What does “proficient” mean? State tests used to measure student achievement are creating “a false impression of success, especially in reading and in the early grades,” concludes a Fordham study on The Proficiency Illusion. Expectations are low in the early grades, setting students up for failure in higher grades.
Although there has not been a “race to the bottom,” with the majority of states dramatically lowering standards under pressure from NCLB, the report did find a “walk to the middle,” as some states with high standards saw their expectations drop toward the middle of the pack.
Math tests tend to be more demanding, and tests for both reading and math get much harder to pass in eighth grade.
States’ definitions of “proficiency” vary wildly. Colorado, Wisconsin and Michigan have the lowest NCLB proficiency standards in reading; those three plus Illinois have the lowest math standards. California, Massachusetts and South Carolina have the highest standards in reading and math; Maine also is high in reading, New Mexico in math.
To measure whether fourth graders can distinguish fact from opinion, Wisconsin children answer a question about cats and dogs; Massachusetts children evaluate a reading passage by Tolstoy.
More students are passing state tests largely because the tests are easier to pass, the study concludes.
In fact, the report notes that the primary factor explaining increases — including over half of the reported gains in reading and nearly 70 percent of the reported gains in math — is a decline in cut scores on state tests.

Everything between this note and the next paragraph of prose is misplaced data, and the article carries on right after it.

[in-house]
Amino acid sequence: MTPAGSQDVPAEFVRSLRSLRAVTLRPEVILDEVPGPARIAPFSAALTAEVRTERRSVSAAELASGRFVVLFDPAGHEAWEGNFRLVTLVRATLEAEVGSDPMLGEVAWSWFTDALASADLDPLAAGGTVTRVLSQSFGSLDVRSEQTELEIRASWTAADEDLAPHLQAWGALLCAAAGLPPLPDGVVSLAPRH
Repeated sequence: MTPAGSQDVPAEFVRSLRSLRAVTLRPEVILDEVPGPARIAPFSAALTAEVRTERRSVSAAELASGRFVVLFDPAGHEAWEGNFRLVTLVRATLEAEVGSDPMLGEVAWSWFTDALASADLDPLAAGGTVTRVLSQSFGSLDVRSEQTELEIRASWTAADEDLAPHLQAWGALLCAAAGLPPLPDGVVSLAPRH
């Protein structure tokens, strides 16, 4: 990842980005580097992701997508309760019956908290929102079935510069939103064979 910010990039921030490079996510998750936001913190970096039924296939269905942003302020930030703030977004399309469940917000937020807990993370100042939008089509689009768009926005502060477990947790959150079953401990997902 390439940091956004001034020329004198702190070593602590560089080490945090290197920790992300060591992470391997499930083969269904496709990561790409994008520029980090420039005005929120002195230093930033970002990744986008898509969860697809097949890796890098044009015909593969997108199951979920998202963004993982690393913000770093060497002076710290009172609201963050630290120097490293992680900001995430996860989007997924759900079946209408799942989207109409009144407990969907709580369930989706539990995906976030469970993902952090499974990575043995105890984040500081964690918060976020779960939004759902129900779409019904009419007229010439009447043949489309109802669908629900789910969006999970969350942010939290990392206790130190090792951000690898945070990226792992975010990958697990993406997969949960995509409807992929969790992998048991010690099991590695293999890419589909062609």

In a New York Times op-ed, Diane Ravitch suggests the feds and the state should switch roles:
We will never know how well or poorly our students are doing until we have a consistent national testing program in which officials have no vested interest in claiming victory.
. . . Washington should supply unbiased information about student academic performance to states and local districts. It should then be the responsibility of states and local districts to improve performance.
Ravitch also calls for dropping the “absurd goal” of universal proficiency by 2014. It’s not going to happen, unless proficiency is defined way, way, way down.
Fordham also wants to drop the universal proficiency goal in order to get states to get honest about what their students know. But will schools improve if there’s no goal?